This is a missed opportunity. We have a whole generation that is now very aware of unfairness on these sorts of bases but rather than going ‘You know what? You’re right, lets fight all forms of sexism together!’ it instead becomes a fight over who is more oppressed than who.

You don’t need to think the discrimination and prejudice is even or equal[1] to acknowledge that its bad and wrong and worthy of opposition.

Prejudice on the basis of sex/race/class/whatever is wrong, whichever direction it passes. Don’t be a hypocrite about it, it’ll cost you.


While I’m here I also want to pass comment on another thing that’s been going on lately.

Between the death of April Jones and ill-informed policy makers knee-jerking and Facebook drawing ire over ‘hate groups‘ along with policy signal shifts in the UK and the US the free internet is once again being chipped away at. I’m not saying that these rape joke or bad taste groups aren’t awful, but they are also legal and there’s nothing to suggest they actually harm anyone. After all, a picture of a person isn’t actually a person, its a picture and shock humour gets its ‘sting’ from being shocking, not being acceptable and beneath comment/reaction.

Of particular irony is the objection that these should be removed being on the basis of offence, often by the same people who were up in arms about images of breastfeeding being censored (also on the grounds of people being offended[2]). Personally, my opinion is that as long as it’s legal and age/membership restricted anything should go.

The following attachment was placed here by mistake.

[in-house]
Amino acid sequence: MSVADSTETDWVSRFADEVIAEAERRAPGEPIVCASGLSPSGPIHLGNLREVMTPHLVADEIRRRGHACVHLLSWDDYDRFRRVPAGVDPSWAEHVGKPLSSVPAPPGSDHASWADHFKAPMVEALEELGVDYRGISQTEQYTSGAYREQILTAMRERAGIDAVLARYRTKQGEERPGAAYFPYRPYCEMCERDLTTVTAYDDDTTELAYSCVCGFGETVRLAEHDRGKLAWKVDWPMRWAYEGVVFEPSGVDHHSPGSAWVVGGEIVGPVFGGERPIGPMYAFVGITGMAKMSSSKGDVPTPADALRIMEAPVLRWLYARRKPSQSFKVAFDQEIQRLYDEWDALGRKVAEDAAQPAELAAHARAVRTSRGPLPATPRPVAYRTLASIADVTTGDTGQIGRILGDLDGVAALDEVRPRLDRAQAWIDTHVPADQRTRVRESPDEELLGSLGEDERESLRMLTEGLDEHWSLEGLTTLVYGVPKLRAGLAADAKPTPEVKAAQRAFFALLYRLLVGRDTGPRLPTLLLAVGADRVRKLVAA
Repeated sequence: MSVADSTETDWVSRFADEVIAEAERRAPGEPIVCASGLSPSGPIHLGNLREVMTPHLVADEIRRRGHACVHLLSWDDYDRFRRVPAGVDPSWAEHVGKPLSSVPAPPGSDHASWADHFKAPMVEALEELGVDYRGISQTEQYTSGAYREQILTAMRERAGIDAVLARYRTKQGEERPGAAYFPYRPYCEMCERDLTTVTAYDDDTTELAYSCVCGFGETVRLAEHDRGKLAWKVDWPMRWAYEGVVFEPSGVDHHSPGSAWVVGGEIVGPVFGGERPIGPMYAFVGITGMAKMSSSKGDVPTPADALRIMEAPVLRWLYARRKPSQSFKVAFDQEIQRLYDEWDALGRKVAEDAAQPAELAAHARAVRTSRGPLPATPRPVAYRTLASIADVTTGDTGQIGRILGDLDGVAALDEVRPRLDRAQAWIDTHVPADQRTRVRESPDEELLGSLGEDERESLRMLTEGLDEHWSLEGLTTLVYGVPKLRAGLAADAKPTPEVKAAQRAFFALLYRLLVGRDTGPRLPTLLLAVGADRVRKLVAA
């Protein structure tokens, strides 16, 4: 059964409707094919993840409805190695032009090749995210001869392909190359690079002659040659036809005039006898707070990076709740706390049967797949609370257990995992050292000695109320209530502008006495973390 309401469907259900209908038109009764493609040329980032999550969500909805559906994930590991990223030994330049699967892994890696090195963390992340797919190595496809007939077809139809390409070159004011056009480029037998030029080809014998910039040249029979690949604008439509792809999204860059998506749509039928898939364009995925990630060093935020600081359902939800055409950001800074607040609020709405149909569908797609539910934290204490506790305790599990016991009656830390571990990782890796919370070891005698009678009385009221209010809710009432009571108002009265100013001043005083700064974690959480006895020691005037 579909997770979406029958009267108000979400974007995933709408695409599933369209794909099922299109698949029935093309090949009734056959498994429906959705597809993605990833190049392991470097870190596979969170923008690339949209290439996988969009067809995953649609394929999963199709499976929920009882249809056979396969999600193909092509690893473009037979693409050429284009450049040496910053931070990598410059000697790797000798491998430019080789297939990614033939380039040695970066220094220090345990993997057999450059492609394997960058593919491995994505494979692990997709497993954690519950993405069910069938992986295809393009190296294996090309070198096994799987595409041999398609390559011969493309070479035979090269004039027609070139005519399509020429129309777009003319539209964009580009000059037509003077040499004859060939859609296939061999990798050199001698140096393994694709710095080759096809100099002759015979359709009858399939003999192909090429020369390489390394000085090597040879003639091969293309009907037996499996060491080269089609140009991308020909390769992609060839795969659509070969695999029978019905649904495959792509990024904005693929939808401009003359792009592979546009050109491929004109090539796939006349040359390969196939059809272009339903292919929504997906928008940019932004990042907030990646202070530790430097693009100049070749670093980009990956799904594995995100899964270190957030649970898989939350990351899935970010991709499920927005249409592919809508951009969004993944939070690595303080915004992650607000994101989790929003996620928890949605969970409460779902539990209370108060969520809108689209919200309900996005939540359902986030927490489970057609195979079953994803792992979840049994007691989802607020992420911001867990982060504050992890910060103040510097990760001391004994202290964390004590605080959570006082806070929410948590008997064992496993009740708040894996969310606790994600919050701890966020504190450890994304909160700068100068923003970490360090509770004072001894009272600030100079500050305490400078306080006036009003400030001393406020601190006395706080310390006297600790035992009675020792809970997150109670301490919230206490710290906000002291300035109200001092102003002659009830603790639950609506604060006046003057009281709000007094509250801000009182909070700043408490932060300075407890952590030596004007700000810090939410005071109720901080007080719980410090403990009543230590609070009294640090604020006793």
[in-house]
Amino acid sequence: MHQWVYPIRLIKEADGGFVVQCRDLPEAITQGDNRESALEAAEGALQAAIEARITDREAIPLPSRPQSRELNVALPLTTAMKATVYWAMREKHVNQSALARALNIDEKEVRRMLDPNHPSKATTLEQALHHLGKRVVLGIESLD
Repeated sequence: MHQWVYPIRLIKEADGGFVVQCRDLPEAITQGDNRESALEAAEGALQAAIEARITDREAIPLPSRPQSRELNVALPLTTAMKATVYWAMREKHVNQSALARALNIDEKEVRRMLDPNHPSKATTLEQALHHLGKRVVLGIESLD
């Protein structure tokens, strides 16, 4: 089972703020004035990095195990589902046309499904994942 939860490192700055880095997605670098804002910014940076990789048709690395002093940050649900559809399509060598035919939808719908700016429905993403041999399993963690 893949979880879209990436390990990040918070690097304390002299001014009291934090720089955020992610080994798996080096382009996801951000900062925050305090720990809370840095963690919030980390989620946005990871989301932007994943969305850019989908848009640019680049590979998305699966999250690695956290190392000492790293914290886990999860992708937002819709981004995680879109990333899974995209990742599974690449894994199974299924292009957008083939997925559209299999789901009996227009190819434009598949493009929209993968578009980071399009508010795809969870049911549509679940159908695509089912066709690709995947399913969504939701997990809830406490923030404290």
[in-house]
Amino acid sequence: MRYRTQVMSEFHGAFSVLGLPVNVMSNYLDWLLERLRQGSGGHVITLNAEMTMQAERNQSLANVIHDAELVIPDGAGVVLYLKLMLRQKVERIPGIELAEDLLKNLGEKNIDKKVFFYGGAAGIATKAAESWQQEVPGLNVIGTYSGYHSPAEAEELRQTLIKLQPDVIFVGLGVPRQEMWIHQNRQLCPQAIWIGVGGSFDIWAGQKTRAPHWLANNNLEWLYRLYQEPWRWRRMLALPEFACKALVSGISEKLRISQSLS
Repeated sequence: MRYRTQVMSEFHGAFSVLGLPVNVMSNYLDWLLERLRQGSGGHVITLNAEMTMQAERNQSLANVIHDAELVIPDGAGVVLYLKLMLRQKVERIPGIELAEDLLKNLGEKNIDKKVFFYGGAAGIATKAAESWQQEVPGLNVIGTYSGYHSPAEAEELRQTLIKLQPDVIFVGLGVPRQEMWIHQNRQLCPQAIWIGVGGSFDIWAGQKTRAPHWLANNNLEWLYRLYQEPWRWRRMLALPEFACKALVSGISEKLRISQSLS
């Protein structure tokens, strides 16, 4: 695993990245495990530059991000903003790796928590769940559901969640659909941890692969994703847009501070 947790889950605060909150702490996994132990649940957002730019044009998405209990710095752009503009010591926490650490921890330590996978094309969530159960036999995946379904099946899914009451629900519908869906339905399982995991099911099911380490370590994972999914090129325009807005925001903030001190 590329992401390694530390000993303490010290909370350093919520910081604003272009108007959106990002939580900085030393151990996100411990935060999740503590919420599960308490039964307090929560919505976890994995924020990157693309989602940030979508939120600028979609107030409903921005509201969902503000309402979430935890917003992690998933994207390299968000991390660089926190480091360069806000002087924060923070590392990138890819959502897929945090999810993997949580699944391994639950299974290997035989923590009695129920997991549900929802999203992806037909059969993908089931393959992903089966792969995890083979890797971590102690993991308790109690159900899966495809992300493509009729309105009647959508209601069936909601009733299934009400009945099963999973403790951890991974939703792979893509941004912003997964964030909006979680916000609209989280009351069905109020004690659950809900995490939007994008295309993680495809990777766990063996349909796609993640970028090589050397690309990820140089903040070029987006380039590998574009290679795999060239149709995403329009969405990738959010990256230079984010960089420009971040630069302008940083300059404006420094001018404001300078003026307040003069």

I am particularly worried about the ‘hate group’ reaction ending up being applied to kink/bdsm groups which given previous overreactions is nigh certain.

[1] – While I consider Watson’s ‘Elevatorgate’ fuss to be ‘a huge fuss about nothing’ I also consider this to be on occasion where Dawkins was wrong. That there are greater evils than lesser ones doesn’t mean the lesser ones aren’t also evil – and worth fighting.

[2] – And over-sensitive algorithms. 

Male ‘Slut Shaming’

This is all a bit ‘What about teh menz?’ but it’s important to me and it’s related to factors that have contributed directly to my depression issues.

I’ve spent a considerable amount of time thinking about this issue since it occurred to me to write about it. I’ve agonised over whether to even broach the subject at all because it’s just that contentious and dangerous to do so. It took me three days just to get up the courage to talk to my wife about my intention to write it and what would be in it and we had to negotiate a bit over the content because I tend to over-share.

I want to talk about sexual shaming. Slut shaming if you will.

However, I want to talk about the sexual shaming of men and the demonising of male sexuality, rather than that of women.

Slut shaming gets a lot of press and a lot of attention but the tribulations of expressing male sexuality don’t really get looked at at all, save in a negative light. There’s almost a new… taboo around discussing it. Male and female sexualities are seen very differently and the expressions thereof treated very differently indeed.